How to Use Those At-Home Cryotherapy Tools

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How to Use Those At-Home Cryotherapy Tools

It’s an old trick of makeup artists: sweeping ice cubes over the face to shrink puffy undereyes and leave skin taut as a drum. Suffice to say, this particular technique wasn’t the most high-tech or mess-free of approaches, but “ice-lift facials” are having a revival and, crucially, an upgrade. This sub-zero take on beauty has evolved into ice globes and cryotherapy tools that promise an uncharted glow and ice-skating-rink-smooth skin. Best of all, they’re so low-tech, if you were blindfolded and handed these tools, you’d still be able to use them.

Given the strong interplay between beauty and wellness, it’s no wonder that cryotherapy — subjecting your body to temperatures as low as -220 degrees Fahrenheit – has transcended into the skin-care space. While a professional “skin-icing” facial involves liquid nitrogen (dry ice) being applied to the face, the at-home version deploys a tool that’s primed in the freezer. These come in myriad forms, all in tune with the type of aesthetically-pleasing beauty post Instagram eats up.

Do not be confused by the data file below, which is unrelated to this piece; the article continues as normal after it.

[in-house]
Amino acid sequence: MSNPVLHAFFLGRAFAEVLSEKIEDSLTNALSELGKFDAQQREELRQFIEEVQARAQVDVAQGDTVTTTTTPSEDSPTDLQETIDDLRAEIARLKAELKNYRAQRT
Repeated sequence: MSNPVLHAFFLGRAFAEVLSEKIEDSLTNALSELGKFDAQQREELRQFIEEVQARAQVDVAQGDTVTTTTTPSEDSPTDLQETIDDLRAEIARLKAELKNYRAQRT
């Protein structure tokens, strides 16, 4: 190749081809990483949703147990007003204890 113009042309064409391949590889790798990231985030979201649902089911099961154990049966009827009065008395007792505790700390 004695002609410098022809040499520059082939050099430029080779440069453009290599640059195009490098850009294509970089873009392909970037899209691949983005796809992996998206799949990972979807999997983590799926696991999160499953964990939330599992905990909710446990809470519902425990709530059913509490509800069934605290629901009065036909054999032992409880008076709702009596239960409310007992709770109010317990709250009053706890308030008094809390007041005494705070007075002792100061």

As the moniker suggests, ice globes (some of the more popular at-home cryotherapy tools), have a spherical head made of glass or stainless steel, which is filled with a freezable liquid. Perched atop ergonomic handles, they’re shaped like a pair of maracas you sweep over the planes of the face. At the other end of the spectrum are wands that resemble arty soup ladles and futuristic steel versions of your jade roller. Or perhaps you prefer a less labor-intensive option: wearing an icy face mask to counteract morning-after puffiness.

What is cryotherapy?

Cryotherapy originated in Japan in the late ’70s as a remedy for rheumatoid arthritis. Athletes in Europe and the US adopted the technique, stripping and standing in whole-body cryo chambers for up to three minutes to aid muscle recovery. Just like you reach for a bag of frozen peas to take down swelling from an injury, “the idea is to cool and numb areas of inflammation before an arduous game,” says Connecticut-based board-certified dermatologist Mona Gohara, M.D. It can also help “quell aching joints and ease migraines,” she adds.

How does cryotherapy benefit the skin?

A pallid hue and puffy face are no match for the cold. Chief among cryotherapy’s benefits are the immediate sculpting effects, which encourage skin to become a smoother, tighter, perkier version of itself, effectively putting sagging on ice for a few hours. The cold shock “causes blood vessels to constrict, firming and tightening the skin,” says Dr. Gohara. When that subsides, “your blood vessels swell back up with fresh nutrient-rich blood. This temporary increase in localized blood flow enhances the performance of your skin-care products by helping actives to penetrate deeper.”

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